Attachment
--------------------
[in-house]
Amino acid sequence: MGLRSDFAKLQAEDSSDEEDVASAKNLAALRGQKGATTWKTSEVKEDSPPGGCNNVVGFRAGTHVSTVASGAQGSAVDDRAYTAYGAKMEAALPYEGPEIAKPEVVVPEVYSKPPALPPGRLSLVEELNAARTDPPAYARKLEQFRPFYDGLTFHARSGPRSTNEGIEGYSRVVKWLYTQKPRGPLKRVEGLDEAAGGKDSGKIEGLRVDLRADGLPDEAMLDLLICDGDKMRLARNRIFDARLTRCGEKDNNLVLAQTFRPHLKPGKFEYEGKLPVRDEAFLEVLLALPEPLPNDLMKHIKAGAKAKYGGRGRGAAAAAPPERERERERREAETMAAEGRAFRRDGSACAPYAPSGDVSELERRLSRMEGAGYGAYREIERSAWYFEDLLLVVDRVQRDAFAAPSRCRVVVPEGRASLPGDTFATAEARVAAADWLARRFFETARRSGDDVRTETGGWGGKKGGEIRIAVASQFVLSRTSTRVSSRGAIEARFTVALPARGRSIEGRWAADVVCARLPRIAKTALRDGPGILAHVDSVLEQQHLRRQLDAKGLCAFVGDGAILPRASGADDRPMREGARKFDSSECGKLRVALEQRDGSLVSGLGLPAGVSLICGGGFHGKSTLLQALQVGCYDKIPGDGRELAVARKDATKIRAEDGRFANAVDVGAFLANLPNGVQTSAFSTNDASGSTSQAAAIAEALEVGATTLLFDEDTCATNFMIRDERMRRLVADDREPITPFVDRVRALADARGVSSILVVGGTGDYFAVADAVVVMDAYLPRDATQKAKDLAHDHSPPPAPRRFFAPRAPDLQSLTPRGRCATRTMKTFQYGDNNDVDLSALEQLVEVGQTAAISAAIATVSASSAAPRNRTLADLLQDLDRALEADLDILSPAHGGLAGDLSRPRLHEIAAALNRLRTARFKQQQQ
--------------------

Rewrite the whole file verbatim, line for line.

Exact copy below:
[in-house]
Amino acid sequence: MGLRSDFAKLQAEDSSDEEDVASAKNLAALRGQKGATTWKTSEVKEDSPPGGCNNVVGFRAGTHVSTVASGAQGSAVDDRAYTAYGAKMEAALPYEGPEIAKPEVVVPEVYSKPPALPPGRLSLVEELNAARTDPPAYARKLEQFRPFYDGLTFHARSGPRSTNEGIEGYSRVVKWLYTQKPRGPLKRVEGLDEAAGGKDSGKIEGLRVDLRADGLPDEAMLDLLICDGDKMRLARNRIFDARLTRCGEKDNNLVLAQTFRPHLKPGKFEYEGKLPVRDEAFLEVLLALPEPLPNDLMKHIKAGAKAKYGGRGRGAAAAAPPERERERERREAETMAAEGRAFRRDGSACAPYAPSGDVSELERRLSRMEGAGYGAYREIERSAWYFEDLLLVVDRVQRDAFAAPSRCRVVVPEGRASLPGDTFATAEARVAAADWLARRFFETARRSGDDVRTETGGWGGKKGGEIRIAVASQFVLSRTSTRVSSRGAIEARFTVALPARGRSIEGRWAADVVCARLPRIAKTALRDGPGILAHVDSVLEQQHLRRQLDAKGLCAFVGDGAILPRASGADDRPMREGARKFDSSECGKLRVALEQRDGSLVSGLGLPAGVSLICGGGFHGKSTLLQALQVGCYDKIPGDGRELAVARKDATKIRAEDGRFANAVDVGAFLANLPNGVQTSAFSTNDASGSTSQAAAIAEALEVGATTLLFDEDTCATNFMIRDERMRRLVADDREPITPFVDRVRALADARGVSSILVVGGTGDYFAVADAVVVMDAYLPRDATQKAKDLAHDHSPPPAPRRFFAPRAPDLQSLTPRGRCATRTMKTFQYGDNNDVDLSALEQLVEVGQTAAISAAIATVSASSAAPRNRTLADLLQDLDRALEADLDILSPAHGGLAGDLSRPRLHEIAAALNRLRTARFKQQQQ